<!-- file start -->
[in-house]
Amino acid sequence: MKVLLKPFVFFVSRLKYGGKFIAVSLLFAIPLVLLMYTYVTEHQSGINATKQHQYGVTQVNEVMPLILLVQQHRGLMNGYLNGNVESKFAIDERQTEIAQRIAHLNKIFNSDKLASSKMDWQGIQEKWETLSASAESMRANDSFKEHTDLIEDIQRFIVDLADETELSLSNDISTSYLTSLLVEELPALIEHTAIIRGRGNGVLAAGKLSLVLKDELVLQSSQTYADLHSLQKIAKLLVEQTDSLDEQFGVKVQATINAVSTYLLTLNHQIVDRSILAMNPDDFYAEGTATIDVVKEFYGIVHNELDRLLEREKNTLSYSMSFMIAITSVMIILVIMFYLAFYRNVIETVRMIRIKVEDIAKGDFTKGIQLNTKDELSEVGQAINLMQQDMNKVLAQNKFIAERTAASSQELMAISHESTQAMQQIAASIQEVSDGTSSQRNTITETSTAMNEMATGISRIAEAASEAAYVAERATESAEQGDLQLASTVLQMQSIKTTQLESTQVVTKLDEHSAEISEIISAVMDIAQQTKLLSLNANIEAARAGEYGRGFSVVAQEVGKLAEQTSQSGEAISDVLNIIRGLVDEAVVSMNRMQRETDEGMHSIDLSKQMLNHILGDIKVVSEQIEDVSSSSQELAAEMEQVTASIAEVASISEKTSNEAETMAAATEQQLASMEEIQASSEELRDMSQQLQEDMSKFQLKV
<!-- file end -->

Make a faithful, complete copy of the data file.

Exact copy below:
[in-house]
Amino acid sequence: MKVLLKPFVFFVSRLKYGGKFIAVSLLFAIPLVLLMYTYVTEHQSGINATKQHQYGVTQVNEVMPLILLVQQHRGLMNGYLNGNVESKFAIDERQTEIAQRIAHLNKIFNSDKLASSKMDWQGIQEKWETLSASAESMRANDSFKEHTDLIEDIQRFIVDLADETELSLSNDISTSYLTSLLVEELPALIEHTAIIRGRGNGVLAAGKLSLVLKDELVLQSSQTYADLHSLQKIAKLLVEQTDSLDEQFGVKVQATINAVSTYLLTLNHQIVDRSILAMNPDDFYAEGTATIDVVKEFYGIVHNELDRLLEREKNTLSYSMSFMIAITSVMIILVIMFYLAFYRNVIETVRMIRIKVEDIAKGDFTKGIQLNTKDELSEVGQAINLMQQDMNKVLAQNKFIAERTAASSQELMAISHESTQAMQQIAASIQEVSDGTSSQRNTITETSTAMNEMATGISRIAEAASEAAYVAERATESAEQGDLQLASTVLQMQSIKTTQLESTQVVTKLDEHSAEISEIISAVMDIAQQTKLLSLNANIEAARAGEYGRGFSVVAQEVGKLAEQTSQSGEAISDVLNIIRGLVDEAVVSMNRMQRETDEGMHSIDLSKQMLNHILGDIKVVSEQIEDVSSSSQELAAEMEQVTASIAEVASISEKTSNEAETMAAATEQQLASMEEIQASSEELRDMSQQLQEDMSKFQLKV